...nobody can do that for you!
Every person has to do that for themselves. Yes, you go and get help to do it, but it is YOU that has to go get help with it, and then you make that a part of your daily existence. It is one area that absolutely be taken care of, and if you can't do those tasks yourself, you have to get help. The dumbest thing ever is to need get something done, and not getting it done.
One of the big things for me was that most people I knew during my career were also artists, and they all did the same thing, they took their pieces of paper in a box, and let the accountant do their taxes. That is all they did in terms of getting professional financial help. Professional accountants aren't there to just do taxes, they are there to help you manage your money in the most advantageous ways to you. The doing taxes part for them is a minor job.
Managing money is the single most important life skill that everyone is responsible for in their lives. If everyone did that, then there would be no need of government programs aided by taxpayer dollars to make up for the deficiencies in people's financial skills.
It is really important to know your budget, how much you can wisely spend in any one area. In life the real question isn't how much can I have from what I earn, but how much can I earn from what I earn? What is the smallest house you can live in should be the question, not what is the biggest house I can afford? It isn't what is the best car I can afford, the question is what is the vehicle that serves my needs and is the minimum of what I can tolerate?
If we want to have a quality life, we have to make quality decisions, based on facts and not ideas. We have to know what the consequences of our decisions are. We have to know what we want out of life, so we can find a partner who wants the same things and having a partner in life that is in sync with you is the most valuable and single most important decision you ever make. If you want misery in life, choose the wrong person or place that relationship in jeopardy. You will lose everything if you don't have that, most importantly your spirit for living.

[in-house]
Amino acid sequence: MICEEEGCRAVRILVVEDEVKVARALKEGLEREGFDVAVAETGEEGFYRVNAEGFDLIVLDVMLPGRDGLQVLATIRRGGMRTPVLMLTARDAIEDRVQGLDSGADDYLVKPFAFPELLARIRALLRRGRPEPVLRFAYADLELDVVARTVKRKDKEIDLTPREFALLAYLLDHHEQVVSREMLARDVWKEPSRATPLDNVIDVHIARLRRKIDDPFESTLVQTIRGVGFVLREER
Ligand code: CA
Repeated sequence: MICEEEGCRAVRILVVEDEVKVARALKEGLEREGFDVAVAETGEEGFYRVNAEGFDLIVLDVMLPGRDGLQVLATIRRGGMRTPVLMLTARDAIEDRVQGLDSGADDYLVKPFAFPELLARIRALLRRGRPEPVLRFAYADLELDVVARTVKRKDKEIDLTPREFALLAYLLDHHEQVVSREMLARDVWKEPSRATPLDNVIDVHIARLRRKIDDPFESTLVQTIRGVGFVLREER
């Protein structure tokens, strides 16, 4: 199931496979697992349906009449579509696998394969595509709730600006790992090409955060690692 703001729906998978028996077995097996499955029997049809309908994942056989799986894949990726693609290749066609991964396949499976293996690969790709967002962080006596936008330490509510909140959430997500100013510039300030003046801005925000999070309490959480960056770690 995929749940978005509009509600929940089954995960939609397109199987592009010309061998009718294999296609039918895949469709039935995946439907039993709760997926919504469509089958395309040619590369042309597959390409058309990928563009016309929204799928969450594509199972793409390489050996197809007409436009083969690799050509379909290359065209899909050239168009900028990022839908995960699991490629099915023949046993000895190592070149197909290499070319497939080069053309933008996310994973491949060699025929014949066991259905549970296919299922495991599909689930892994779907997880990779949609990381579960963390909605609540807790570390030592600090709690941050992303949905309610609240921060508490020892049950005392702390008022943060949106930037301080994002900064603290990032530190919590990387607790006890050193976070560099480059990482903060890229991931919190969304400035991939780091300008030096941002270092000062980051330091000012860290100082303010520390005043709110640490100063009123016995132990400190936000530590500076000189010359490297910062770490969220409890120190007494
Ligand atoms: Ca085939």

At the end of the day you must be true to yourself and your calling and every decision you make must be made with the purity of that mission in mind. Anything you do that drags you away from that is your enemy. Make no doubt about it.
The world is full of shiny objects that paint a rosy picture outside of your life's mission. Don't allow yourself to be led down those roads. Become committed to yourself and your mission. Then people will know they can depend on you for that. If you are off chasing rainbow ends, you do nobody any good, because the very nature of a rainbow is that it requires distance for it to be visible. You can't reach the rainbows end, because that isn't how rainbows work.
Right now, I am working on a new mission in my life. It is music related and yet it is a business venture and it serves a specific area of the music industry, if that is what you can call music. My challenge is not to get bogged down in the business side of the business, because if that is all there is then I can't do it, because...I can't do it, very well. So I have to get all of that done outside of myself, and it isn't necessarily an inexpensive thing to do.
But, it is a mission I am compelled to do because I love musicians and music. I believe that being a musician should be a viable career choice, and not always be dependent on "being hired" to do something to stay in it. So I am trying to build an infrastructure in support of the independent musician. So musicians are able not only to become better musicians, but also to become better stewards of their financial wellbeing.
I found my mission in music when I was a teenager, and didn't really get started on the path until I was 20 years old. Now at 60, I am trying to establish myself in another area of music. Getting it launched and going well is a big task and I will need the cooperation of others to do it well. Musicians need this, I know they need it, and they know they do to. I'm committed to that.